Handley might have been hoping for better than sixth, but considering that the Judges hadn’t participated in a state meet since 2014, Stickley was pleased.
“I’m just so proud of these guys for making it this far,” Stickley said. “We didn’t even talk about making it to the state meet back in August. I told the guys in midseason after the Carlisle meet, ‘We’ve got a chance that we could be in the thick of things.’ They kind of looked at me like I had one eye in the center of my head, but then they started seeing it and believing it.”
Beatty admitted she had doubts she could earn a medal during the race.
“I started off how I wanted to,” Beatty said. “But right around two miles, I was like, ‘I don’t know if I’m going to be able to finish top 15.’ I was super tired. I’ve been battling some calf tightness, and it just started flaring up. I just told myself, ‘Hang on. That’s all I can do, is just hold on.’”
With about 150 meters left, Beatty said the Colonels coaches, including head coach Matthew Lofton, yelled to her, “You’re in 16th place. How bad do you want it?” It looked like Beatty had far too much ground to make up for her desire to even matter, but the standout 4x400 relay runner in track flew down the long final straightaway.
In the last 20 meters, Beatty surged past three runners, including Murphy, to take 13th in 19:19. The foursome of Beatty, Grafton’s Kayla Fields (14th, 19:19), Murphy (15th, 19:20) and Jefferson Forest’s Shauna Skow (16th, 19:20) all finished within a second of each other.
“I mentally just blanked, and I just ran,” Beatty said.
Beatty said it was definitely a memorable finish to her high school career.
“I’m so thankful for this sport and everybody here that supported me,” said Beatty, who only ran in one cross country race her junior season due to a femur fracture. “It’s just amazing to get here and finish where I did. Without my coaches and without my teammates, I wouldn’t have been there.”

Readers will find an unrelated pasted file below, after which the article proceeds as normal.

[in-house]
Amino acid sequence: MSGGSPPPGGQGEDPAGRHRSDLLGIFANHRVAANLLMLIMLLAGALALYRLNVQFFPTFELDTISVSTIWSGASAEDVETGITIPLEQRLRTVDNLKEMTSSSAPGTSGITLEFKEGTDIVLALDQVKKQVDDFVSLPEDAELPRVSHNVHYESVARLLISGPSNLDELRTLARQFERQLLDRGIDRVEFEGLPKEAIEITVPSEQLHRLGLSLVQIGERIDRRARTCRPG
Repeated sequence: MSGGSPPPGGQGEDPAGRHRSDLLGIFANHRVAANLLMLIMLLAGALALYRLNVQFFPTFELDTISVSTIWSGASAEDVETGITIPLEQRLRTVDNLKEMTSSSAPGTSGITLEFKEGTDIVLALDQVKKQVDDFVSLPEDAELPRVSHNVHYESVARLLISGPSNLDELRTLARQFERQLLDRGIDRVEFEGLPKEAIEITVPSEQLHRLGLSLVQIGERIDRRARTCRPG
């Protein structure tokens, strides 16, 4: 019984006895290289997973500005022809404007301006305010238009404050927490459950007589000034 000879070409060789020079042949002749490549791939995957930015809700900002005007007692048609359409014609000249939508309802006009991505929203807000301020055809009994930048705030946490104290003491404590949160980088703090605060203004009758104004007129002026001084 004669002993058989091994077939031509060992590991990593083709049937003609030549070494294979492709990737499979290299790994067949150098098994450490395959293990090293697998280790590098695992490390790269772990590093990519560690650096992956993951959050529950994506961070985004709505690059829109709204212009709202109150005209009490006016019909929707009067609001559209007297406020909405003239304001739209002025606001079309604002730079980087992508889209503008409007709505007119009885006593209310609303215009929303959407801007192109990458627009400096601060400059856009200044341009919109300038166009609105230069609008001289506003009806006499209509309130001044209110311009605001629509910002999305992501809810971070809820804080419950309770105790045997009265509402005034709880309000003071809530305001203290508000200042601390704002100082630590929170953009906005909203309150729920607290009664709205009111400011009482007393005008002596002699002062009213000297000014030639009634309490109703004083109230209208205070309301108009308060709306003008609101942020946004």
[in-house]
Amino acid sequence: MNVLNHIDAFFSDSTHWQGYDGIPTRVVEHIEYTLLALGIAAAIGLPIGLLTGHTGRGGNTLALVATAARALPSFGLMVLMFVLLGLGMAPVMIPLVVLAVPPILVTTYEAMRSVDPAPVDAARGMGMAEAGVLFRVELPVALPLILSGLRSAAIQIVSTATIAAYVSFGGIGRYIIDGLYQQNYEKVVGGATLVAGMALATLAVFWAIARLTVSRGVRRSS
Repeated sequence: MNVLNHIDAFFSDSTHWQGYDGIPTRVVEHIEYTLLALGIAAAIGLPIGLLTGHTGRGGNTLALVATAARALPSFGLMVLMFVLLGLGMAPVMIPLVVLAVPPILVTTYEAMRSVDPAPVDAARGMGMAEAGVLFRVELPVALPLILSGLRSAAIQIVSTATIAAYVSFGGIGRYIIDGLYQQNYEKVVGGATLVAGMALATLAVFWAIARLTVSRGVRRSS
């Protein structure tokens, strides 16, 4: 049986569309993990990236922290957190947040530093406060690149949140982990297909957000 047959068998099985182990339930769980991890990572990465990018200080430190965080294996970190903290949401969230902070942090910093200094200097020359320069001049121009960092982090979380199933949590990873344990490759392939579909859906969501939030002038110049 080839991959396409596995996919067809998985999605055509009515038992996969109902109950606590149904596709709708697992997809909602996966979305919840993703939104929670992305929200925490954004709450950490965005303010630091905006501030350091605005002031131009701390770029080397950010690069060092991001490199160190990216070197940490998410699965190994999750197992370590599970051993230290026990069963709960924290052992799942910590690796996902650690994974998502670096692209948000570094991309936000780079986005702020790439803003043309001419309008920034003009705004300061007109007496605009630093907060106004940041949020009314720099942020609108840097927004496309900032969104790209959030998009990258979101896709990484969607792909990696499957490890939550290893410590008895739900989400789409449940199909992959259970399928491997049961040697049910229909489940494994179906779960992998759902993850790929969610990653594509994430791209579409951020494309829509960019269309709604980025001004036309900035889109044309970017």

Beatty clearly held nothing back on that final sprint, as evidenced by her post-race activities in the finish line area.
“The last time I puked after a race was at Kernstown [Battlefield] last year,” said a laughing Beatty, referencing the Shenandoah Valley Cross Country League series that was started in response to COVID-19. ‘I haven’t puked all season, but it’s something I’ve done since I was [really young]. It’s something I used to, so it didn’t really bother me.”
Lofton said it meant a lot to see Beatty finish so well after she had dropped a few spots from the position the Colonels wanted her to be in during the race.
“She had an amazing kick, and she finished where we thought she thought she should finish and could finish,” Lofton said. “I was really happy with that and for her. She is strong, and she was able to pass those girls who were kind of fading. It’s a such long final straightaway, that so many people can fade.”
Loudoun Valley senior Graham Mussmon won the 103-runner boys’ race in 15:53 by seven seconds over Patrick Henry’s Luke Taylor. In the 102-person girls’ race, Loudoun Valley senior Ava Gordon won her third straight state title with a time of 17:53, 17 seconds faster than Jamestown’s Caroline Bauer.
Other Handley boys’ scorers: 27. Will Pardue 16:43; 30. Garrett Stickley 16:49; 53. Max Ware 17:16; 65. Ryan Stickley 17:28.
Other James Wood boys’ scorers: 25. Ethan Pratt-Perez 16:35; 47. Jacob Oliver 17:08; 64. Liam McDonald 17:27; 68. Danilo Rincon 17:37.
Other individual qualifers — Boys: 23. Nick Hayden (Millbrook) 16:32. Girls: 21. Emma Ahrens (Sherando) 19:48; 35. Elena Farinholt (James Wood) 20:24.
For more coverage of Saturday’s meet, see Tuesday’s edition of The Winchester Star.